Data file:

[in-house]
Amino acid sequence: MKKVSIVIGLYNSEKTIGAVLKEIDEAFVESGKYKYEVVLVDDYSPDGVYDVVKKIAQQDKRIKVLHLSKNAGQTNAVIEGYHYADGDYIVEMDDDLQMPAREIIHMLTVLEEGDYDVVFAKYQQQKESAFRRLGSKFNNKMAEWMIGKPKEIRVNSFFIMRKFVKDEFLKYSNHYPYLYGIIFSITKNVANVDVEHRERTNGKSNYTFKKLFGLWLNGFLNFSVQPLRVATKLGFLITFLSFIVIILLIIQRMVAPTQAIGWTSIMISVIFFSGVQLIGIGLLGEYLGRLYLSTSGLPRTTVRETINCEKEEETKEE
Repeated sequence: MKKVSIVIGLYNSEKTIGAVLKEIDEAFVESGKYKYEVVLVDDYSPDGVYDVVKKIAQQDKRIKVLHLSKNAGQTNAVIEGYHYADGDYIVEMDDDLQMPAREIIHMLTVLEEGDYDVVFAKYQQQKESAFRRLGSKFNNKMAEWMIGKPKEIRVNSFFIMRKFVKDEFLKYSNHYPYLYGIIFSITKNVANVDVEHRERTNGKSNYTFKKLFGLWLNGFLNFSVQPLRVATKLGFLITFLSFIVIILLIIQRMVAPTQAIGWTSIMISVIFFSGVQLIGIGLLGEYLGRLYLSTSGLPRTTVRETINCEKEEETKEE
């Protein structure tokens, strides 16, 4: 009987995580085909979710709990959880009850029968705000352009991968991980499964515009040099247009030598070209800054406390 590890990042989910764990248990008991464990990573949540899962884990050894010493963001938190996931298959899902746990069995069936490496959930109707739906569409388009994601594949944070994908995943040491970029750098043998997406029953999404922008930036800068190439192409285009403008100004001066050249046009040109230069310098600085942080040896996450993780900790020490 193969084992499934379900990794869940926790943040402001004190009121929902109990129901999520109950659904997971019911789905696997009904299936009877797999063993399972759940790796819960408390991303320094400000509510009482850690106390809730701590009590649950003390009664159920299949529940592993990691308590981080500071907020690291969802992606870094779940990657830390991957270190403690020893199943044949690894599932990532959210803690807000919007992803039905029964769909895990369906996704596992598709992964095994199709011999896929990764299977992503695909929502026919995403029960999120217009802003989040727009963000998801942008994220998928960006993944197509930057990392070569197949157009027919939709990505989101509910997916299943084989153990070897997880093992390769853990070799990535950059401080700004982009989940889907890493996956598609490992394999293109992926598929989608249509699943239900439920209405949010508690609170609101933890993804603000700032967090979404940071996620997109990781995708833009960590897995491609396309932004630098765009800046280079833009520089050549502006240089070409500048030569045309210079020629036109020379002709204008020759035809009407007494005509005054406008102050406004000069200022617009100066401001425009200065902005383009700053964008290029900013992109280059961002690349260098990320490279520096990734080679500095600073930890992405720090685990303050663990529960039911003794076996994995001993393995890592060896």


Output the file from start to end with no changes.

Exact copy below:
[in-house]
Amino acid sequence: MKKVSIVIGLYNSEKTIGAVLKEIDEAFVESGKYKYEVVLVDDYSPDGVYDVVKKIAQQDKRIKVLHLSKNAGQTNAVIEGYHYADGDYIVEMDDDLQMPAREIIHMLTVLEEGDYDVVFAKYQQQKESAFRRLGSKFNNKMAEWMIGKPKEIRVNSFFIMRKFVKDEFLKYSNHYPYLYGIIFSITKNVANVDVEHRERTNGKSNYTFKKLFGLWLNGFLNFSVQPLRVATKLGFLITFLSFIVIILLIIQRMVAPTQAIGWTSIMISVIFFSGVQLIGIGLLGEYLGRLYLSTSGLPRTTVRETINCEKEEETKEE
Repeated sequence: MKKVSIVIGLYNSEKTIGAVLKEIDEAFVESGKYKYEVVLVDDYSPDGVYDVVKKIAQQDKRIKVLHLSKNAGQTNAVIEGYHYADGDYIVEMDDDLQMPAREIIHMLTVLEEGDYDVVFAKYQQQKESAFRRLGSKFNNKMAEWMIGKPKEIRVNSFFIMRKFVKDEFLKYSNHYPYLYGIIFSITKNVANVDVEHRERTNGKSNYTFKKLFGLWLNGFLNFSVQPLRVATKLGFLITFLSFIVIILLIIQRMVAPTQAIGWTSIMISVIFFSGVQLIGIGLLGEYLGRLYLSTSGLPRTTVRETINCEKEEETKEE
């Protein structure tokens, strides 16, 4: 009987995580085909979710709990959880009850029968705000352009991968991980499964515009040099247009030598070209800054406390 590890990042989910764990248990008991464990990573949540899962884990050894010493963001938190996931298959899902746990069995069936490496959930109707739906569409388009994601594949944070994908995943040491970029750098043998997406029953999404922008930036800068190439192409285009403008100004001066050249046009040109230069310098600085942080040896996450993780900790020490 193969084992499934379900990794869940926790943040402001004190009121929902109990129901999520109950659904997971019911789905696997009904299936009877797999063993399972759940790796819960408390991303320094400000509510009482850690106390809730701590009590649950003390009664159920299949529940592993990691308590981080500071907020690291969802992606870094779940990657830390991957270190403690020893199943044949690894599932990532959210803690807000919007992803039905029964769909895990369906996704596992598709992964095994199709011999896929990764299977992503695909929502026919995403029960999120217009802003989040727009963000998801942008994220998928960006993944197509930057990392070569197949157009027919939709990505989101509910997916299943084989153990070897997880093992390769853990070799990535950059401080700004982009989940889907890493996956598609490992394999293109992926598929989608249509699943239900439920209405949010508690609170609101933890993804603000700032967090979404940071996620997109990781995708833009960590897995491609396309932004630098765009800046280079833009520089050549502006240089070409500048030569045309210079020629036109020379002709204008020759035809009407007494005509005054406008102050406004000069200022617009100066401001425009200065902005383009700053964008290029900013992109280059961002690349260098990320490279520096990734080679500095600073930890992405720090685990303050663990529960039911003794076996994995001993393995890592060896």